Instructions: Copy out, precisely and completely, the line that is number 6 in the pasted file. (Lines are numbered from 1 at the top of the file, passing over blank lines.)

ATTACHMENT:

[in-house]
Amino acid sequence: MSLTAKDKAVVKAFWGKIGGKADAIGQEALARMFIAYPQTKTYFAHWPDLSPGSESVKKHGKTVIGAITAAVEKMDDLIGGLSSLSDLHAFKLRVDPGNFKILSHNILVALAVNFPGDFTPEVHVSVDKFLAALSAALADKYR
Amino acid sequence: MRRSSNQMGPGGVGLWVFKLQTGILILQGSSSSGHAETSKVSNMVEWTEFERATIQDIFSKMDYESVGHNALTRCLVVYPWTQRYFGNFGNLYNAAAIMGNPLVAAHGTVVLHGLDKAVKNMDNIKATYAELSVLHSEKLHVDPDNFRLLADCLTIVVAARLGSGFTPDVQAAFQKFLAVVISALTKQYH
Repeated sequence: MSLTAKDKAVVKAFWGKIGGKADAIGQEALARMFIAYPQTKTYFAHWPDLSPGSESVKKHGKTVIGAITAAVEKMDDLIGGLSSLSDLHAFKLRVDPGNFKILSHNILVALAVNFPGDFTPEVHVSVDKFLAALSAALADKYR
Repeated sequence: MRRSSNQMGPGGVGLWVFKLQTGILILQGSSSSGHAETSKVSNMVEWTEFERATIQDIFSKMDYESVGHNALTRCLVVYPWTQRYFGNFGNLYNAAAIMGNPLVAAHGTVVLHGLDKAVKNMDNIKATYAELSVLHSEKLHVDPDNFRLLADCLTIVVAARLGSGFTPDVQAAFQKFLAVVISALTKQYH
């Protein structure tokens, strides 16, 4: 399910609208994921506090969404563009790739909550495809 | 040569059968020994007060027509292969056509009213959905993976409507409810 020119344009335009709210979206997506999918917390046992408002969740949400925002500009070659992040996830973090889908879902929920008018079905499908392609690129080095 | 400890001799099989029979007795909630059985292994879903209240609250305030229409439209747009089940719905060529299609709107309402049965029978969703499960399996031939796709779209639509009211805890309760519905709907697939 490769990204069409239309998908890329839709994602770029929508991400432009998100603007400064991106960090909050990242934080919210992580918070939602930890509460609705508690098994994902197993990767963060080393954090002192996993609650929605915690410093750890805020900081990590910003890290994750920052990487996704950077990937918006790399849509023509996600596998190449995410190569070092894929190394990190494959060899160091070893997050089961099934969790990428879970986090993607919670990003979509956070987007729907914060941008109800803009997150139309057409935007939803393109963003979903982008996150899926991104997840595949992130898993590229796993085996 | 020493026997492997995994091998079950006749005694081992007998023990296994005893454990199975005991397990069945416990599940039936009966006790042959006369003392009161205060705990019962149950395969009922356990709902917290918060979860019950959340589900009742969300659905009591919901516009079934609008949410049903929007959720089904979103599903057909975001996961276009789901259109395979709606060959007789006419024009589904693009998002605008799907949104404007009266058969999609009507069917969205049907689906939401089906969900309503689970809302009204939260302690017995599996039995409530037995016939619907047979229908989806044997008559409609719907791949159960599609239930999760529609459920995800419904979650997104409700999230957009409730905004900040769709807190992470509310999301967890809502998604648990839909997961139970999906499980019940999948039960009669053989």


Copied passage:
């Protein structure tokens, strides 16, 4: 399910609208994921506090969404563009790739909550495809 | 040569059968020994007060027509292969056509009213959905993976409507409810 020119344009335009709210979206997506999918917390046992408002969740949400925002500009070659992040996830973090889908879902929920008018079905499908392609690129080095 | 400890001799099989029979007795909630059985292994879903209240609250305030229409439209747009089940719905060529299609709107309402049965029978969703499960399996031939796709779209639509009211805890309760519905709907697939 490769990204069409239309998908890329839709994602770029929508991400432009998100603007400064991106960090909050990242934080919210992580918070939602930890509460609705508690098994994902197993990767963060080393954090002192996993609650929605915690410093750890805020900081990590910003890290994750920052990487996704950077990937918006790399849509023509996600596998190449995410190569070092894929190394990190494959060899160091070893997050089961099934969790990428879970986090993607919670990003979509956070987007729907914060941008109800803009997150139309057409935007939803393109963003979903982008996150899926991104997840595949992130898993590229796993085996 | 020493026997492997995994091998079950006749005694081992007998023990296994005893454990199975005991397990069945416990599940039936009966006790042959006369003392009161205060705990019962149950395969009922356990709902917290918060979860019950959340589900009742969300659905009591919901516009079934609008949410049903929007959720089904979103599903057909975001996961276009789901259109395979709606060959007789006419024009589904693009998002605008799907949104404007009266058969999609009507069917969205049907689906939401089906969900309503689970809302009204939260302690017995599996039995409530037995016939619907047979229908989806044997008559409609719907791949159960599609239930999760529609459920995800419904979650997104409700999230957009409730905004900040769709807190992470509310999301967890809502998604648990839909997961139970999906499980019940999948039960009669053989």